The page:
Obituary are just about as O.G. as it gets with death metal music. Having been an active, working band since at least 1984, the band boasts a decent-sized discography under their belt. Even with a 6-year time period of disbandment after 1997’s Back From The Dead (ironically titled given their decision to call it quits for awhile shortly after its release), as well as numerous line-up changes and at least one death of a former member, Obituary (also ironically) lives on!
Dying of Everything gives us everything from brutal riffing to technical prowess, starting off on a fast-paced, thrashy kickstart with “Barely Alive”. Pure abrasion and traditional might, heard and felt from the opening mid-range scream. Throughout the track, a statement is made to the times, painting lyrical subject matter of a world in ruin and decay, as ‘kings are killed as thieves now rule the land’. The beauty of lyrics like these are they could easily be interpreted as a sort of metaphor to current real-life events, or simply just telling a story that may feel eerily relatable; In either case, typically up to the reader to discern.
Given the direct mentions of ‘free speech ratings’ found in the lyrics of “Without a Conscience” two tracks later, I’m inclined to believe Obituary might be leaning more towards either metaphors or even direct statements to the times. Or at least, I would be if vocalist John Tardy weren’t cited in an interview with Revolver Mag mentioning his avoidance of political subjects in his music, ‘because you know how that goes’. A more slown-down jammer, the main riff heard throughout the beginning of this track will have you head banging for days.
The triplet-driven guitars and bass coupled with an almost gallop-pattern double bass at 2:20 serve to further this audible manifestation of what every metalhead enjoys about metal. Even if there is any sort of polarizing message behind what John or any member of Obituary have to say or stand for as a band, there is no doubt the music itself, as well as the essence about it, is a unifying resonance of pure death metal. Well, as unifying as extreme music can get, anyway. Personally, I’m caught between this and “War” being my two favorite tracks on the album.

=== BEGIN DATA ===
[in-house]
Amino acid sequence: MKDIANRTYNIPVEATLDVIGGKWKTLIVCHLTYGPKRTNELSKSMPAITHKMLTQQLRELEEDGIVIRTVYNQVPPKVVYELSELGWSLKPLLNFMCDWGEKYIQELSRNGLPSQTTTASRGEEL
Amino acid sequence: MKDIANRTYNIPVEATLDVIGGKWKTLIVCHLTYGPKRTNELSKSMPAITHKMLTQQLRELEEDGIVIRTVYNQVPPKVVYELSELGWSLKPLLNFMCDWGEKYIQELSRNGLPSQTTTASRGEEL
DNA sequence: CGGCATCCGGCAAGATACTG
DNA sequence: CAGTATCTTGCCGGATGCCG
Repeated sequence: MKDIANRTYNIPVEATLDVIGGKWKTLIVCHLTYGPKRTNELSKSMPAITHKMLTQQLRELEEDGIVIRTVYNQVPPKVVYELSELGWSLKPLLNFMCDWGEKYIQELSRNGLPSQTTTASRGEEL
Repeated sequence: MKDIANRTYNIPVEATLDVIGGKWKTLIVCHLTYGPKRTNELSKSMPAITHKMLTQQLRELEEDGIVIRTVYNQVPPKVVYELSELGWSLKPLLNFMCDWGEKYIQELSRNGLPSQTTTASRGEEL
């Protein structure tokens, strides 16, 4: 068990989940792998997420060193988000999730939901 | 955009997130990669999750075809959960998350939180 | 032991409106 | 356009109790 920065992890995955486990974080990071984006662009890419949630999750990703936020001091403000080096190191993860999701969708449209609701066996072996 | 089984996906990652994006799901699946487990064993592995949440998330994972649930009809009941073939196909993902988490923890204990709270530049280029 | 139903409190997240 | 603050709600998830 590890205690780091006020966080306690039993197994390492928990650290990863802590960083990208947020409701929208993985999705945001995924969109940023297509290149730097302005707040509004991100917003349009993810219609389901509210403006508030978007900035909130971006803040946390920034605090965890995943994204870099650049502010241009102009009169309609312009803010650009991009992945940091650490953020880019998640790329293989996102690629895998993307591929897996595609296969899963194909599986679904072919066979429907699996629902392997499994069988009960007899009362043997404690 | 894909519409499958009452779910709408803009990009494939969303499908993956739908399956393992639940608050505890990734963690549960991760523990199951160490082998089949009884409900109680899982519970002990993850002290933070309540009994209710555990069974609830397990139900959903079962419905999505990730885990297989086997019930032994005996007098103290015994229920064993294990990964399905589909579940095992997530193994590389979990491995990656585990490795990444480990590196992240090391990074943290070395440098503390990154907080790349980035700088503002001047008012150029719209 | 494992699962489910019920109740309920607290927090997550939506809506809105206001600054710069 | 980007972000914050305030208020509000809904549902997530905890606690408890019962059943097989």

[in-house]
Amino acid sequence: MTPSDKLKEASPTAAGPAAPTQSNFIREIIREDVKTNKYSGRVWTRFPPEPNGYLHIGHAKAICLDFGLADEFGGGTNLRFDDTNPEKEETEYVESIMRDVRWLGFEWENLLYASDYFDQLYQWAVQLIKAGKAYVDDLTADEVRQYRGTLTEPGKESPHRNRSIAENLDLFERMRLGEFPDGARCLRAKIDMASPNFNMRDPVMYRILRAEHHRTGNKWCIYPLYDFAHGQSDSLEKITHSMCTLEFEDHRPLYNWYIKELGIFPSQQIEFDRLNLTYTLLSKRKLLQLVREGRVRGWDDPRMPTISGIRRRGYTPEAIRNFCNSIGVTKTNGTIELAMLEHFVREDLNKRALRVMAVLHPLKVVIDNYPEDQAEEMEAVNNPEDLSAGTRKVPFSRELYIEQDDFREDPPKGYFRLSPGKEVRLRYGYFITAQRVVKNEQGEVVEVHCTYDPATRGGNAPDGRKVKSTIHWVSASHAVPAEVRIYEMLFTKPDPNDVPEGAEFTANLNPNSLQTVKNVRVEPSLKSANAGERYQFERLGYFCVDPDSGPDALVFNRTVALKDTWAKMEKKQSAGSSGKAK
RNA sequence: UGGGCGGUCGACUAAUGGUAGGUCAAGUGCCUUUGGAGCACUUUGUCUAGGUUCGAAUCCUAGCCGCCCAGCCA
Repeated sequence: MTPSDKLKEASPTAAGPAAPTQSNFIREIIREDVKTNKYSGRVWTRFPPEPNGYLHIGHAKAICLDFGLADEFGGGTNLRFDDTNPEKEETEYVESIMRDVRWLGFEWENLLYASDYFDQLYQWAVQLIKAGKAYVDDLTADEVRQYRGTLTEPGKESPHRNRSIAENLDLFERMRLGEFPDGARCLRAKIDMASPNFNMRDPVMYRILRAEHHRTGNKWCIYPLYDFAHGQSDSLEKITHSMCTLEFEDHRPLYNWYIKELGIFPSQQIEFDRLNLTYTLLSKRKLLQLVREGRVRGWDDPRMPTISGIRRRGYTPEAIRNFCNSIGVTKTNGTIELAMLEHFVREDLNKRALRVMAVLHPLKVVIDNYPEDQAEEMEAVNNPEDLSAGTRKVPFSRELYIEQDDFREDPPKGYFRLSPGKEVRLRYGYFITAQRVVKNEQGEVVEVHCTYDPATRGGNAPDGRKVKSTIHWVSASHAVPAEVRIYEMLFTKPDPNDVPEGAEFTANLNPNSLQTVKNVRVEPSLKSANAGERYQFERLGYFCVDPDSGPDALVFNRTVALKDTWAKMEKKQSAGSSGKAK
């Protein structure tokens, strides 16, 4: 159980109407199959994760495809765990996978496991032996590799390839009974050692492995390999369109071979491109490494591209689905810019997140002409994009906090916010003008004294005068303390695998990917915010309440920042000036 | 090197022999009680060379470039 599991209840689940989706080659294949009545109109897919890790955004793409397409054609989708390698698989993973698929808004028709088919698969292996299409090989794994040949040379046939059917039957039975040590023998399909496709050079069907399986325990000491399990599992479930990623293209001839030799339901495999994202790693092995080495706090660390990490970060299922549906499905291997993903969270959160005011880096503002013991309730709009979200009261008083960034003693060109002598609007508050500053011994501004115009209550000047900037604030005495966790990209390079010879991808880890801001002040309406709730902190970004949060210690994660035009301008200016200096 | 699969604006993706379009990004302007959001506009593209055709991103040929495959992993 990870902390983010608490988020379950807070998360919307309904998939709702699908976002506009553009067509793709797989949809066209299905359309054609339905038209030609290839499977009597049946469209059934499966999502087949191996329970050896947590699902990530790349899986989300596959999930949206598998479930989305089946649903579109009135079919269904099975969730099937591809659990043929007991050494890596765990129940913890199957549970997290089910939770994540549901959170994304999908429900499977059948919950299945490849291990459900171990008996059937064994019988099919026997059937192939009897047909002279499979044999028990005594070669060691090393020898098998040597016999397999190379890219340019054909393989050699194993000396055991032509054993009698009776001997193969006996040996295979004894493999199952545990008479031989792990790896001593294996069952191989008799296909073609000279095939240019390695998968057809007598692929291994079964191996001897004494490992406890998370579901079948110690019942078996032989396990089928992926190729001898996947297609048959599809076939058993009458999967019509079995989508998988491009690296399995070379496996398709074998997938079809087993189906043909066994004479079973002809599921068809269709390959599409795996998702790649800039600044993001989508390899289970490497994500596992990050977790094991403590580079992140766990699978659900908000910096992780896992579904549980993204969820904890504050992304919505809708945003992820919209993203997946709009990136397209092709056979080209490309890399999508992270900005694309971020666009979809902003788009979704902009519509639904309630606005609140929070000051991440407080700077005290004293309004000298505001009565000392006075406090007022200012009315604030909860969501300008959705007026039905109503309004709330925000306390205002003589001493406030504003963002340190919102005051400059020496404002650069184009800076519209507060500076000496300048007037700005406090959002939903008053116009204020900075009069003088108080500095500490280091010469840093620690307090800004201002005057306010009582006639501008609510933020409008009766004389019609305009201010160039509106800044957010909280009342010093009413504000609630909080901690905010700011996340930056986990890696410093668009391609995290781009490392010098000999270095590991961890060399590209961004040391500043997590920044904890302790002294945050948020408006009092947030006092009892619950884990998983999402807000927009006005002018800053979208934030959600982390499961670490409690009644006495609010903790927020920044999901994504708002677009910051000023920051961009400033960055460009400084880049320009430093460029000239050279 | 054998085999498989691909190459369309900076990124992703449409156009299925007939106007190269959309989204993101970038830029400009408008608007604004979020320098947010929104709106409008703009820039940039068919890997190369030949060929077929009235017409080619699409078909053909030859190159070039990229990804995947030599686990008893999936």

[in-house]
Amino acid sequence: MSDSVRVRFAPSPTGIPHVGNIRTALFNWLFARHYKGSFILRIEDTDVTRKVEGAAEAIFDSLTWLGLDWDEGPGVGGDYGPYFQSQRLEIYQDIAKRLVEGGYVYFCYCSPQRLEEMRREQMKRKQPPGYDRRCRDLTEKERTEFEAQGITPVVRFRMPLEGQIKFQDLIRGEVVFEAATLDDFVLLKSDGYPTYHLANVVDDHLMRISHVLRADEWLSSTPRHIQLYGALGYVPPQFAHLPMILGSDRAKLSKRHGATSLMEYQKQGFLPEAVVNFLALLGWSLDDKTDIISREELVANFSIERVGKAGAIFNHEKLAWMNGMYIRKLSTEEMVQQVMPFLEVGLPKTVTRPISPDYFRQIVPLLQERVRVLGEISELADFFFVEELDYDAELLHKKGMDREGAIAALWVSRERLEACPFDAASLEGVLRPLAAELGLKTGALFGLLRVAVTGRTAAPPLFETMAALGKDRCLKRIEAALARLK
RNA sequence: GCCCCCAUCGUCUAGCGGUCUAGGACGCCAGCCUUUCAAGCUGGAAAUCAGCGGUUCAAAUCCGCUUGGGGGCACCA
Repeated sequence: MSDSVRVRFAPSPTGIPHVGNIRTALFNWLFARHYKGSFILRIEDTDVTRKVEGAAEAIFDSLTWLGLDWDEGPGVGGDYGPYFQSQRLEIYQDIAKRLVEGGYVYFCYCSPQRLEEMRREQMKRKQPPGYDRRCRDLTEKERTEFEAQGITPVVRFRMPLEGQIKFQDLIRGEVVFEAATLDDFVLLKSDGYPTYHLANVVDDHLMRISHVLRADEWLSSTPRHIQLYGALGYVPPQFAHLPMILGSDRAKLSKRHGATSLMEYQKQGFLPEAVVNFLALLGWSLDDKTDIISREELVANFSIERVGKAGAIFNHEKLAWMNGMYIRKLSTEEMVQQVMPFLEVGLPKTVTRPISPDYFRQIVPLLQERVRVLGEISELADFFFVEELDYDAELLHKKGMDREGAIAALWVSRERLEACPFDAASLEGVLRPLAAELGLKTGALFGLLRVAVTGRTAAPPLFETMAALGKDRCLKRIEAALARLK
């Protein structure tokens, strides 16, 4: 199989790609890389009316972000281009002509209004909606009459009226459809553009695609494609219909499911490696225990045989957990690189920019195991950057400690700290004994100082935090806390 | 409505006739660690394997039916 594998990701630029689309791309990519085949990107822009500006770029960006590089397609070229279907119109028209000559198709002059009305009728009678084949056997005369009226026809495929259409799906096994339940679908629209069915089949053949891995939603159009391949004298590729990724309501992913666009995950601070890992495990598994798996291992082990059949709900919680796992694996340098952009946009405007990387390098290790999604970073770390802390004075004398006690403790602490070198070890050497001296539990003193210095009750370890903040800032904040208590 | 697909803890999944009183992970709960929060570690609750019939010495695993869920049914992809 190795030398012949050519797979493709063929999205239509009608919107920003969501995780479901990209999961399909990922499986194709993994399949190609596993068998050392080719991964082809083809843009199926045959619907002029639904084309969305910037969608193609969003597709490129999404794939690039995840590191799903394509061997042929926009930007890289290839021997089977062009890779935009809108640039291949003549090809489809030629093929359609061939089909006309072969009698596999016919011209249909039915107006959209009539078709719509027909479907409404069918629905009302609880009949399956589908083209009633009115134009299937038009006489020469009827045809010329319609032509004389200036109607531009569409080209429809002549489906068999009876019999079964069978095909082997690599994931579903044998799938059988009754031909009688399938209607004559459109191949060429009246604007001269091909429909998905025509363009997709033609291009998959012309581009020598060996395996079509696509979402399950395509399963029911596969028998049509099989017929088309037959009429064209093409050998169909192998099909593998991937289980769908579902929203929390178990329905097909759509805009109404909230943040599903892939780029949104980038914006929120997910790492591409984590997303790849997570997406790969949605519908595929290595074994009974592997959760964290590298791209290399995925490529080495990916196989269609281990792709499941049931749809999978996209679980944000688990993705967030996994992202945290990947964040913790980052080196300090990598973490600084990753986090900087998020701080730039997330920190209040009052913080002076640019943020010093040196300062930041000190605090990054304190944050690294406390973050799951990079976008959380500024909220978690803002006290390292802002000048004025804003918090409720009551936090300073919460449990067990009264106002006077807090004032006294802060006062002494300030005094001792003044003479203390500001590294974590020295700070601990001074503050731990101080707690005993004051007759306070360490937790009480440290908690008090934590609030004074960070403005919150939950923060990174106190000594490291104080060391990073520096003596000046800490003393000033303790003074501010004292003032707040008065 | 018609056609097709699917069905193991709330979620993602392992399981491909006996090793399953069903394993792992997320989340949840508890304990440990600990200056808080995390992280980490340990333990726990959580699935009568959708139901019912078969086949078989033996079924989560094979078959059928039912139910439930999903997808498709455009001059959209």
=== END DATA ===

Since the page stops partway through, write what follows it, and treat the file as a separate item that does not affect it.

“By the Dawn” is another banger that earns a spot as a favorite amongst the others. Everything about this song just takes you right back to the days of Ozzfest in the late ‘90s, and Obituary possess an attitude about this album that feels like they just arrived on the scene and are leaving a monumental impression, while still performing and writing like the well-traveled professionals they are. Even with the sort of reminiscence of sound and style running rampant throughout Dying of Everything – somehow it still feels fresh. It just goes to show, even 11 albums in, even if seemingly older and more tired, you can still keep things interesting (marriages of 25+ years, do take note of this)
Obituary are a household name in death metal, no question about it. Dying of Everything certainly reflects the quality of the band and how age can truly hold its integrity of that quality. For those looking for the next big, outside-the-box, experimental, ‘what if we did this instead of this’ sort of new direction in metal music, this album might not impress you much. But for those who want a clear example of what the historical factors of death metal are, in the best representation possible, as well as what the term ‘good riffs’ really mean? Check this one out for sure. Obituary will not disappoint.